In other words, she has an argument. And who knows? It may prevail. If he screws up again like he did in San Francisco, there's an outside chance, very outside, very remote, that she could still win the nomination.

HUME: So there is an Obama clique in the press and there is a Clinton clique in the press, and Fred Barnes is in it.

BARNES: Well, something did happen pro-Hillary in Pennsylvania.

LIASSON: Yes. And, look, something did happen, and what Fred said, part of the equation for her winning, something bad has to happen bad to him. That is a exogenous event that nobody can control right now.

However, the audience for her —

HUME: Are the voters in the exogenous zones(ph)?

LIASSON: Yes. The audience for her argument is 306 people. That's the number of the uncommitted super delegates.

HUME: It ain't exactly breaking for her yet.

LIASSON: Yes. He got two today, by the way, and he got one in terms of new super delegates. So the audience is 306 people, and so far they aren't jumping on her bandwagon.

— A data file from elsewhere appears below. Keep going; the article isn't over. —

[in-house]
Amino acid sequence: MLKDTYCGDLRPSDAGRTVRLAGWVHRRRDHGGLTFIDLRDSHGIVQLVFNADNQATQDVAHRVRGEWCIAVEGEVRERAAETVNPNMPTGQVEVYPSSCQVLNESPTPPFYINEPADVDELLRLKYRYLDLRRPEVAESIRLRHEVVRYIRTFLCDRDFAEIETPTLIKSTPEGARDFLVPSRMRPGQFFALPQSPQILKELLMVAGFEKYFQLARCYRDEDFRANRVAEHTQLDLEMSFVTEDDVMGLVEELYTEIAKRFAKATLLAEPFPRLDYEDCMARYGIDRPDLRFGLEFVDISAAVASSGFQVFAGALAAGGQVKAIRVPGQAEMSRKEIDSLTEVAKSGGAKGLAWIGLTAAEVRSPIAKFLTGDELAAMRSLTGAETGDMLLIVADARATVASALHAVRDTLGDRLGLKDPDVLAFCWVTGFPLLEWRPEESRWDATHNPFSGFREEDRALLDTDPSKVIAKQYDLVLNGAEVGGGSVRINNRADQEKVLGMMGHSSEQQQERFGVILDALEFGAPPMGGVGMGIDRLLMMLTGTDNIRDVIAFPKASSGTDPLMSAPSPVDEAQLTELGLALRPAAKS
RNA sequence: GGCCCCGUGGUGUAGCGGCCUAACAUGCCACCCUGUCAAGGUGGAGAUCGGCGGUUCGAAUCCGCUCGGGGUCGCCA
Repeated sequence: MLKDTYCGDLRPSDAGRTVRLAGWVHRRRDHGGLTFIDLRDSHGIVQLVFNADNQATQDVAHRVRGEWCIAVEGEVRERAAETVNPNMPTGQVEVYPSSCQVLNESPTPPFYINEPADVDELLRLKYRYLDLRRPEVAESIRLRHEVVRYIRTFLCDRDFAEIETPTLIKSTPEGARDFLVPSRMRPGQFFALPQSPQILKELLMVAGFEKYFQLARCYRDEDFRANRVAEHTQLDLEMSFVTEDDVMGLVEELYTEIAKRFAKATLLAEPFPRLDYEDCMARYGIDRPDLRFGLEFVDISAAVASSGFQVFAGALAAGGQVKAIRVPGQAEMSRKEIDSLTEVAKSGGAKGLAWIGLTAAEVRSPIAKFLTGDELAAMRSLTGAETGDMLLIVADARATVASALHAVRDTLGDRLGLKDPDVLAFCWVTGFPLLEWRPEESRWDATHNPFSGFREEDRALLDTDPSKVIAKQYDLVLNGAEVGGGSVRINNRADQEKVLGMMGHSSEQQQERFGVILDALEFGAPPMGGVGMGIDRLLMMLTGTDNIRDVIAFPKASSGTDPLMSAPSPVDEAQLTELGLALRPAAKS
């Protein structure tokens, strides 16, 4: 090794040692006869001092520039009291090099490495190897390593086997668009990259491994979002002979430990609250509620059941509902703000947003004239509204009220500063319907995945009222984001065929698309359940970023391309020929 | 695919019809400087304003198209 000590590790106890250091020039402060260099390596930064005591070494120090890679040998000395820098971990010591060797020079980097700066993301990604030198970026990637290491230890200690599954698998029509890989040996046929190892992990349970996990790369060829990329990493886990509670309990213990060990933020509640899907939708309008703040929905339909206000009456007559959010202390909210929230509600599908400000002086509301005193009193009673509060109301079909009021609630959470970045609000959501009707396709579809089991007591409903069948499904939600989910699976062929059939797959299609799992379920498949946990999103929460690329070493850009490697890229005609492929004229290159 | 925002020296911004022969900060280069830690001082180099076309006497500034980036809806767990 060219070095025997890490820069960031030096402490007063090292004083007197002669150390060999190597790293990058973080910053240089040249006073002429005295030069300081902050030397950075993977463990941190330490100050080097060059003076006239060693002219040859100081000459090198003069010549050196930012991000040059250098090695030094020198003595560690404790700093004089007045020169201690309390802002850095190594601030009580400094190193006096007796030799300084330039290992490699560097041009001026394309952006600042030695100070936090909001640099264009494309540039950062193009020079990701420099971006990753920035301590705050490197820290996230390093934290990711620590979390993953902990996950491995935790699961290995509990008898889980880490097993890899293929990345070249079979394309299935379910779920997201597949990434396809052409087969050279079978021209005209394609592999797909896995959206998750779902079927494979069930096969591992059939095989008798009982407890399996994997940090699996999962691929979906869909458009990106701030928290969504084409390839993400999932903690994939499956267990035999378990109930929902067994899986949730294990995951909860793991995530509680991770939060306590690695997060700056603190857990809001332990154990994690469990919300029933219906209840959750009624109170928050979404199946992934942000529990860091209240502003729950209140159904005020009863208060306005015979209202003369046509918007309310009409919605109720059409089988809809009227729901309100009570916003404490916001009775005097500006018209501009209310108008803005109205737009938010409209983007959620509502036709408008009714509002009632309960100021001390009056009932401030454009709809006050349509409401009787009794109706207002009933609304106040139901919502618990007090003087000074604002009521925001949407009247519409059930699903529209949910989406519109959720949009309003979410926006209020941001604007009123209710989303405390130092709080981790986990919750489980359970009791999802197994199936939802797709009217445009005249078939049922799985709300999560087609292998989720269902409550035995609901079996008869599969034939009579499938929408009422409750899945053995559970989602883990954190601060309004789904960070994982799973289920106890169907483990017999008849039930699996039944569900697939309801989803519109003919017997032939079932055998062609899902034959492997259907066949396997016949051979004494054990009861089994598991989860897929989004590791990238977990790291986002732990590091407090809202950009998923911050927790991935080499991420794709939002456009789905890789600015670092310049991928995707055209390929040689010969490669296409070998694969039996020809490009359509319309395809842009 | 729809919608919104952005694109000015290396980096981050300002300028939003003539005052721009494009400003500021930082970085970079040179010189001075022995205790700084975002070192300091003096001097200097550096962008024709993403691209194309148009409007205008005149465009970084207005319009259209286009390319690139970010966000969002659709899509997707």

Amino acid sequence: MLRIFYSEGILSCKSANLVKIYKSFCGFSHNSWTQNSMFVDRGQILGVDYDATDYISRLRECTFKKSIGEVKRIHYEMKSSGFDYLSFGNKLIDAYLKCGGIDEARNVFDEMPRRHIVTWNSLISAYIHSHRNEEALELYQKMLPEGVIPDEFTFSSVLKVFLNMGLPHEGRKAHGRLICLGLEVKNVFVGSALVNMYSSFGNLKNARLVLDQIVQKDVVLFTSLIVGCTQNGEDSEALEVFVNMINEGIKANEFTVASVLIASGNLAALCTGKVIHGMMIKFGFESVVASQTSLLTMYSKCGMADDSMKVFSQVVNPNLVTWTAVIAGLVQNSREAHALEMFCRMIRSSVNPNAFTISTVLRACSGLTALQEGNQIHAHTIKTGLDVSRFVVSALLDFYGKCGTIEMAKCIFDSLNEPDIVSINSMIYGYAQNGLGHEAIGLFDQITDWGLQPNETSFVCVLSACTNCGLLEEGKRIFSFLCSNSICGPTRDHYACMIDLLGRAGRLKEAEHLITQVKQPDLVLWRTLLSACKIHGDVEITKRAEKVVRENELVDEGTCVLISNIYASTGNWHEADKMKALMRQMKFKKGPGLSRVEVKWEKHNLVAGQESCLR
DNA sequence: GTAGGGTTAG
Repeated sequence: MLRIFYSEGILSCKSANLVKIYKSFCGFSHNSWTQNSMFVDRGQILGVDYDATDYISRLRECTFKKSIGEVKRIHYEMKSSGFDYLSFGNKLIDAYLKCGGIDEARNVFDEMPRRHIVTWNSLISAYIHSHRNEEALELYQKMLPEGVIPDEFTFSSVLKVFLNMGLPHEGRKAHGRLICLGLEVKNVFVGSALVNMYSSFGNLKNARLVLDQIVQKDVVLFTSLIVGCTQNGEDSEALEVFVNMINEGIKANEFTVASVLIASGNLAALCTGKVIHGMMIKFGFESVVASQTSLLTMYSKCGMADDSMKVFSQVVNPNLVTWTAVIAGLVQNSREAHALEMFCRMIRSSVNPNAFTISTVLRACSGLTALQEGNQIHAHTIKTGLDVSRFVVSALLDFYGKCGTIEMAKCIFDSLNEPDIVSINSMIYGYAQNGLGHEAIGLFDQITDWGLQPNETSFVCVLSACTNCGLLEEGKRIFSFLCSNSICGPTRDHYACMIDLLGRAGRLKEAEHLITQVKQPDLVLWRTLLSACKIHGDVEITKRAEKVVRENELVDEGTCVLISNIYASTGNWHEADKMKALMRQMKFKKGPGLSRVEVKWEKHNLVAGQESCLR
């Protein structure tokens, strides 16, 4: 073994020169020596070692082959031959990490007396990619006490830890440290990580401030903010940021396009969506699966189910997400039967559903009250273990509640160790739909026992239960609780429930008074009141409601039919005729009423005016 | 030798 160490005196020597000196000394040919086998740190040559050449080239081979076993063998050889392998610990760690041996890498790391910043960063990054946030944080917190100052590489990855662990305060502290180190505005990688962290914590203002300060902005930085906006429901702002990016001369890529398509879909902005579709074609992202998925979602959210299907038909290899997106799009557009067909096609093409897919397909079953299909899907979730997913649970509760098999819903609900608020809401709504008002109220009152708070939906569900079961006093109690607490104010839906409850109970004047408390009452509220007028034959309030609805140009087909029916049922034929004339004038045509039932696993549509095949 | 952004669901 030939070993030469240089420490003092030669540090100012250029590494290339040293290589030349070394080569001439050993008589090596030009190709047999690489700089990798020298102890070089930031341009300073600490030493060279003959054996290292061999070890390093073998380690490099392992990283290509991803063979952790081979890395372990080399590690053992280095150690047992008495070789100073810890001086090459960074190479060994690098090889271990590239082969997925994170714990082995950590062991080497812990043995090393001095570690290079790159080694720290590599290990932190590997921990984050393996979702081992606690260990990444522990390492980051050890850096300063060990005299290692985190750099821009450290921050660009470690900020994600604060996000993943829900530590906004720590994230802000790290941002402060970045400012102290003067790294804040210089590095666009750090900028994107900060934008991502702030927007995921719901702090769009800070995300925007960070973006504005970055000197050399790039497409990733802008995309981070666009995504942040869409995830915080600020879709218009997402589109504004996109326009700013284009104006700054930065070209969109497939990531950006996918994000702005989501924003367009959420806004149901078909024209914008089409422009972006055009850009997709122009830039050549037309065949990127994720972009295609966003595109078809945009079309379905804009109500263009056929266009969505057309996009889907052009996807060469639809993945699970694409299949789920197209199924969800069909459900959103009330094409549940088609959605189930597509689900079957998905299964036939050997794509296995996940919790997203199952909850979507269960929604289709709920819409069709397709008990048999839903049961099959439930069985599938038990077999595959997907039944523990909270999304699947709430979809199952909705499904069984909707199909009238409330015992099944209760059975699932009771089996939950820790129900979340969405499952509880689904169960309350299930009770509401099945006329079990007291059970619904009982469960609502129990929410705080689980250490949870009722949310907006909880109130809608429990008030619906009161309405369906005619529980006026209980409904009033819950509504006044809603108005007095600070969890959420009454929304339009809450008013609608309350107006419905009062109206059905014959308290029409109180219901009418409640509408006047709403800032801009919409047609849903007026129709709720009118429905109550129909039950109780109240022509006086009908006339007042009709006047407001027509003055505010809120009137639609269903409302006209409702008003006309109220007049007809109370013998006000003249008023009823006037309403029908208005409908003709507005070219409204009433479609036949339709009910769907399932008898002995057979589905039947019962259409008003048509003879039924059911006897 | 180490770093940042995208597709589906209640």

KONDRACKE: Somehow she has to convince and prove empirically, it's not just a matter of assertion, that Obama can't win. And right now, the super delegates are not convinced of that, because he's ahead. And there is some evidence that he can't get Catholics and he can't get working class people, but it's not convincing evidence.

So, basically, she is the Democratic equivalent of Mike Huckabee. She's hanging in there — just a minute! Let me explain this.

BARNES: It's so absurd. Why bother?

KONDRACKE: She is hoping for a miracle. That of the Huckabee case, and it goes no further than that. But she's praying for a miracle.